Over the last several posts, I’ve shared some common herbs you can wildcraft/forage in the spring. I’m going to wrap up the series by sharing a couple of plants you can grab for quick snack or seasoning!
Yarrow, Achillea millefolium
Yarrow is an amazing plant (if you’re enrolled in the Annual Herb-A-Month course you got a good overview of yarrow this month) and the early leaves make a great substitute for parsley in any of your dishes. In the early stage, yarrow leaves are very mild tasting. The leaves will be very close to the ground so you need to be looking for them. They resemble feathers and will have the telltale “thousand leaves” hinted at in their botanical name, Achillea millefolium (mille = thousand).
Honestly, yarrow makes a really lovely lawn replacement. It mows beautifully and feels super soft to walk on. It also does great without water. Just imagine if everyone switched from grass to yarrow! 🙂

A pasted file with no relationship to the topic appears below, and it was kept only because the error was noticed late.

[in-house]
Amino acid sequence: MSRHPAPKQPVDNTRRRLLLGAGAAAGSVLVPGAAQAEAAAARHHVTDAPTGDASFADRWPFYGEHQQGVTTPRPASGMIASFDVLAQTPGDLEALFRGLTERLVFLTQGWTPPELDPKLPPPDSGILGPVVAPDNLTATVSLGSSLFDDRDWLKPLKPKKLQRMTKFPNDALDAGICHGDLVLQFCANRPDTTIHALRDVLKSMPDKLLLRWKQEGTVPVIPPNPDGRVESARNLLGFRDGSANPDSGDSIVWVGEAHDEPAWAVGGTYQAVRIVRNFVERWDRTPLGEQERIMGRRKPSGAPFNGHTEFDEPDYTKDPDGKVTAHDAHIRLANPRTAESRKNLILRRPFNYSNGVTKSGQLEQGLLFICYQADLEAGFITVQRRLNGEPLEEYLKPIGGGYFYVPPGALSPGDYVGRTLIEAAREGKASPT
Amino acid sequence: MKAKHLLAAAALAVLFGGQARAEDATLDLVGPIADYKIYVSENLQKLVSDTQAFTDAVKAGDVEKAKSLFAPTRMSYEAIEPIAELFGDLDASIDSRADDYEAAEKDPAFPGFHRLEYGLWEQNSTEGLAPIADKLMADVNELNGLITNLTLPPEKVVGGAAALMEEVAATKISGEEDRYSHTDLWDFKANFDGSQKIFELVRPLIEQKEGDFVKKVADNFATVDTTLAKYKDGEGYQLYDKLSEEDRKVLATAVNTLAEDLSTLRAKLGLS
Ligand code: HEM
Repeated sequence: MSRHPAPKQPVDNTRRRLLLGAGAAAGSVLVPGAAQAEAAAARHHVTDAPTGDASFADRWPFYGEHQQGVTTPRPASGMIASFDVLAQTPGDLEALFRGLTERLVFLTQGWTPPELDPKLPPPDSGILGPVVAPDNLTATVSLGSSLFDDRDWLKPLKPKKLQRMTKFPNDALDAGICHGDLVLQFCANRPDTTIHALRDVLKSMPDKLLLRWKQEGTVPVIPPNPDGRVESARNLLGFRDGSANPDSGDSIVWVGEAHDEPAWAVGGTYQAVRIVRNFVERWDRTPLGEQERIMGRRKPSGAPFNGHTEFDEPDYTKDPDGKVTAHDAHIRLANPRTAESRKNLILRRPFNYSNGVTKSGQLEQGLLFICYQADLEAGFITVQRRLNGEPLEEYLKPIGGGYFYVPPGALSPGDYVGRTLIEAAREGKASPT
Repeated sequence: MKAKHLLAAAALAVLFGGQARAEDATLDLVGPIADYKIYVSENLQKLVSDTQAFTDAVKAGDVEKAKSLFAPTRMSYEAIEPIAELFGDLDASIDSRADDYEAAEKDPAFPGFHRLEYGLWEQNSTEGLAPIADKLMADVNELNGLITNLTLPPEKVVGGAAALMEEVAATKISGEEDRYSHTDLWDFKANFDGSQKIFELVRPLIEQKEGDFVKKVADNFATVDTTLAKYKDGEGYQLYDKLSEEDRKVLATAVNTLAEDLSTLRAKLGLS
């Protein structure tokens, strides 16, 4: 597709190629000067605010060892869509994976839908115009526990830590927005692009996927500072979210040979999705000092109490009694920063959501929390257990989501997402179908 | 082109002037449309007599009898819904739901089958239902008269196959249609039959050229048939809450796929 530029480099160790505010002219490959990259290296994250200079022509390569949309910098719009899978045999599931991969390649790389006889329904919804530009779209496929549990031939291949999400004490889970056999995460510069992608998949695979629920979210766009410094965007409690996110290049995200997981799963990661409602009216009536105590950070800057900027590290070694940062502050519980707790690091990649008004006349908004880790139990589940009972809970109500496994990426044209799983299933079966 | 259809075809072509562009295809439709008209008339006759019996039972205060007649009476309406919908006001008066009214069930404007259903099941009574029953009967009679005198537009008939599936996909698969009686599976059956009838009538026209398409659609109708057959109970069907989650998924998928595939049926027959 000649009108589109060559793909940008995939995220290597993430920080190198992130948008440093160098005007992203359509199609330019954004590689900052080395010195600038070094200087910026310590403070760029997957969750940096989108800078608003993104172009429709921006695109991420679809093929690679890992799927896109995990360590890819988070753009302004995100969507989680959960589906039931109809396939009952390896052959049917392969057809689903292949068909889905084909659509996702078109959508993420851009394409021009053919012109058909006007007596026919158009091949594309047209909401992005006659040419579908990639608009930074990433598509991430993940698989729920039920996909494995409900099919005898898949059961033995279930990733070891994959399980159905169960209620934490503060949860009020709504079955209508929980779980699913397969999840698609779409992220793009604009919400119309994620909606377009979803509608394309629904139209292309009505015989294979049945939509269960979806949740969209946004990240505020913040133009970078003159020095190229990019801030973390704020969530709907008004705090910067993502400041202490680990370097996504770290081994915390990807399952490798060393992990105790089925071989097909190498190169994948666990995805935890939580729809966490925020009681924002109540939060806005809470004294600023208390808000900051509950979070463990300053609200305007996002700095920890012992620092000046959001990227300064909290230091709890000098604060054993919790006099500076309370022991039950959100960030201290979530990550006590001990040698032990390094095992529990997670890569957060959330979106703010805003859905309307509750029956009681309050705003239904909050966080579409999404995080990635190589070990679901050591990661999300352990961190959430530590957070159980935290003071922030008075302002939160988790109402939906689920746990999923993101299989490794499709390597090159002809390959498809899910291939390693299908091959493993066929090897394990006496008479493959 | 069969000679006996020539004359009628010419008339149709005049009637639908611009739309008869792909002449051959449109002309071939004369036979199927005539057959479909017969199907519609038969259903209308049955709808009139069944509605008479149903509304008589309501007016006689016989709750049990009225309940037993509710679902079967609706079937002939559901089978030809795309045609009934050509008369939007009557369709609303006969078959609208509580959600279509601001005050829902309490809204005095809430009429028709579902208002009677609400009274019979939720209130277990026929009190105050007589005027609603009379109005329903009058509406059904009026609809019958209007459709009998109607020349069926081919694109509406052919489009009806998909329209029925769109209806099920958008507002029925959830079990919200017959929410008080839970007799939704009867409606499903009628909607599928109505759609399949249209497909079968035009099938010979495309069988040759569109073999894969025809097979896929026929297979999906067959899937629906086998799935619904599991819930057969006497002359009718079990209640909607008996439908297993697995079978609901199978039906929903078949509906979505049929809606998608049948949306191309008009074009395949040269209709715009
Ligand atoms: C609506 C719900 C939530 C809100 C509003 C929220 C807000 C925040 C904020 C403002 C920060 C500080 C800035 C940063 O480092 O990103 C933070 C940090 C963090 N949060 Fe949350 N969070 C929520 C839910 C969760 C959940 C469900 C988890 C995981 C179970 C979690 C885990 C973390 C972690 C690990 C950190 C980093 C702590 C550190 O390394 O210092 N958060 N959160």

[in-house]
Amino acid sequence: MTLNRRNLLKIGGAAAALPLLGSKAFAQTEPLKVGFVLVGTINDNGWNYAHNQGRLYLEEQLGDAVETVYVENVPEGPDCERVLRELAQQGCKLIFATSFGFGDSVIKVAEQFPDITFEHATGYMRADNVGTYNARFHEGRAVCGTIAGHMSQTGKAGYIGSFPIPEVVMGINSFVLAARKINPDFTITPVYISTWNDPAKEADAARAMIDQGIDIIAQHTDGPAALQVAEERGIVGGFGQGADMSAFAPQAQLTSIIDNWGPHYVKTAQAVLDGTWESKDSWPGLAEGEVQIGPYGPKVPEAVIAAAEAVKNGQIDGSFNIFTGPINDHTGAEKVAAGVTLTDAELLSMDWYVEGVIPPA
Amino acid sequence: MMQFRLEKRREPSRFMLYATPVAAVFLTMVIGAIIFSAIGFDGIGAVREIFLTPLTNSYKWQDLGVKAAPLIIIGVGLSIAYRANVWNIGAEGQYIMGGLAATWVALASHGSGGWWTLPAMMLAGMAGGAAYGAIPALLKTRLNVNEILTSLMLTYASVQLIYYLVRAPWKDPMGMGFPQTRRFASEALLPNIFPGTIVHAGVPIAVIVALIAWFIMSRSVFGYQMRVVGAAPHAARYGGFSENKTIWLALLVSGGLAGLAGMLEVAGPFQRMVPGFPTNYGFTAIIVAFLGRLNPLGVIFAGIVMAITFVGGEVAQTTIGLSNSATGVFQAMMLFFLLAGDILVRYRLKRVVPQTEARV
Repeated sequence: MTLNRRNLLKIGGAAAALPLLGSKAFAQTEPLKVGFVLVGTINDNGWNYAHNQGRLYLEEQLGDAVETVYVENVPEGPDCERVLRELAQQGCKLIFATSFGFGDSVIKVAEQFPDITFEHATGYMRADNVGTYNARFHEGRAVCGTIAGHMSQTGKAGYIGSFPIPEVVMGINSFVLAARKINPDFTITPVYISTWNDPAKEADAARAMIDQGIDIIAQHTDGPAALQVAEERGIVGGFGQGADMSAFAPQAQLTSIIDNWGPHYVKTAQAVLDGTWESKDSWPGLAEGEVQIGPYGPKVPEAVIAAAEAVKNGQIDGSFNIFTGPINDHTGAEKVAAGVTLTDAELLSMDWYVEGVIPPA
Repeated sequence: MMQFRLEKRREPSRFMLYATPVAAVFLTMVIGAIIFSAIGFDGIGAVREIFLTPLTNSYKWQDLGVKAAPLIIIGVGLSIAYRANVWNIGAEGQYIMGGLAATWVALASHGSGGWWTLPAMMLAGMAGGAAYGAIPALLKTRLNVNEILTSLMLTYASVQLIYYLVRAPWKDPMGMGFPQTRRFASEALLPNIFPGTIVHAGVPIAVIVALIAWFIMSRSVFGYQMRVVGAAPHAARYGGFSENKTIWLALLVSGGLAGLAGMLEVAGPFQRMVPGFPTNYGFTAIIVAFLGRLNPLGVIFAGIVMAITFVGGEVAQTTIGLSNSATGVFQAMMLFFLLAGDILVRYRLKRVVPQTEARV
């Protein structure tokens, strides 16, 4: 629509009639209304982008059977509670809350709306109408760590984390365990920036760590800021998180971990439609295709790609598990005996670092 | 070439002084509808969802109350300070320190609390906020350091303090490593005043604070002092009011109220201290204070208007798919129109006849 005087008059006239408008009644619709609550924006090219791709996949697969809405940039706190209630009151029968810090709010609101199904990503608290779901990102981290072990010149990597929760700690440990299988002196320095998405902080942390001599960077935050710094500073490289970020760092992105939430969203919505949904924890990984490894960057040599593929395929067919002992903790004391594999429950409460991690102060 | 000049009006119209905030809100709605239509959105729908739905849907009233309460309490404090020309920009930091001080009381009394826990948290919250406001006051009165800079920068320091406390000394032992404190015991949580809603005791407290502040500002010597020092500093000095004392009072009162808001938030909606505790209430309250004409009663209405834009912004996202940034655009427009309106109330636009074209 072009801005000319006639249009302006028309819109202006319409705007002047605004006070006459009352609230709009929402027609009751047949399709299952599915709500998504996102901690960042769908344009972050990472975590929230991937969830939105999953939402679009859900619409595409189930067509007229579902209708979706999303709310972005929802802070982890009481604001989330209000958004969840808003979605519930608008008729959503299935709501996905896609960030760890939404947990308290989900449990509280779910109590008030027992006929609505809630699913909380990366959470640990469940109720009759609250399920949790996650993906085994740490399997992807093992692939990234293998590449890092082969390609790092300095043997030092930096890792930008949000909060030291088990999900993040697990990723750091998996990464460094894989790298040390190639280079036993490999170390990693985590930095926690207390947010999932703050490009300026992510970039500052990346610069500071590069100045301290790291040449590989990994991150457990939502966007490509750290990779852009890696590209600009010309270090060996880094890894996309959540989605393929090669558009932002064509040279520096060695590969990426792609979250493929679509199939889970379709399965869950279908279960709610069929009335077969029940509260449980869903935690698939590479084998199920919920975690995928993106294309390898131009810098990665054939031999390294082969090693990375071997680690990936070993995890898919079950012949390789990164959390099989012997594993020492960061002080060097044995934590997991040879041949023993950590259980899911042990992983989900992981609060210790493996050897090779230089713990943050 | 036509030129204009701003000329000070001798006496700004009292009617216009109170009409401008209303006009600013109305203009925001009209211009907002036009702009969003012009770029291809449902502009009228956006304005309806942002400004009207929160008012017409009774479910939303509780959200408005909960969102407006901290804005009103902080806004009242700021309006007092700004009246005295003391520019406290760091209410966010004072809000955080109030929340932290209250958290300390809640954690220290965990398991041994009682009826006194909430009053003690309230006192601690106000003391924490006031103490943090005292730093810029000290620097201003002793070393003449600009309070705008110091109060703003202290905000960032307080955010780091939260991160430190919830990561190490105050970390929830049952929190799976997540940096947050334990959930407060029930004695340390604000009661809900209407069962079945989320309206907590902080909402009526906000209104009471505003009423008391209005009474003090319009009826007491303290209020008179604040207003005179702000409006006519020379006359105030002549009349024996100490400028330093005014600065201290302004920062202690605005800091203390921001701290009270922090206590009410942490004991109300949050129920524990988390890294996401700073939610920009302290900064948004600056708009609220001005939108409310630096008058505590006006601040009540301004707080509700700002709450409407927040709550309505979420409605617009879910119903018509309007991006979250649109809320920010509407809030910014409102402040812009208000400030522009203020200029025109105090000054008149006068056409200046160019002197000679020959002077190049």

BTW, yarrow is super useful, but is most medicinal after it flowers. In the early spring you’ll only see the small bundle of leaves close to the ground, and they do have some medicinal benefits such as supporting the circulatory system and detoxification.
Additional reading about yarrow:
- Identifying & Growing Yarrow (+ a couple of uses!)
- Roast Carrot & Parsnip Soup with Yarrow & Lemon Ginger Cream
- Yarrow Bath
- More on Yarrow
Lambsquarters (aka Goosefoot), Chenopodium album
The last two years we’ve been fortunate to have a plethora of lambsquarters growing around our home, making it so easy to forage and eat. Lambsquarters are a mild green, and taste a bit like spinach whether you eat them raw or cooked. I like to add them to anything I would normally put spinach in or use as a quick and easy snack as I work in my herb garden. One word of warning, they are quite high in oxalates (as are many other plants), so don’t eat these in massive quantities. Use lambsquarters as an augment rather than a primary green when making salad, etc. I usually throw a handful or two into a salad so it is dispersed throughout.
They are distinguishable by their leaves, which are partially covered in a powdery white substance.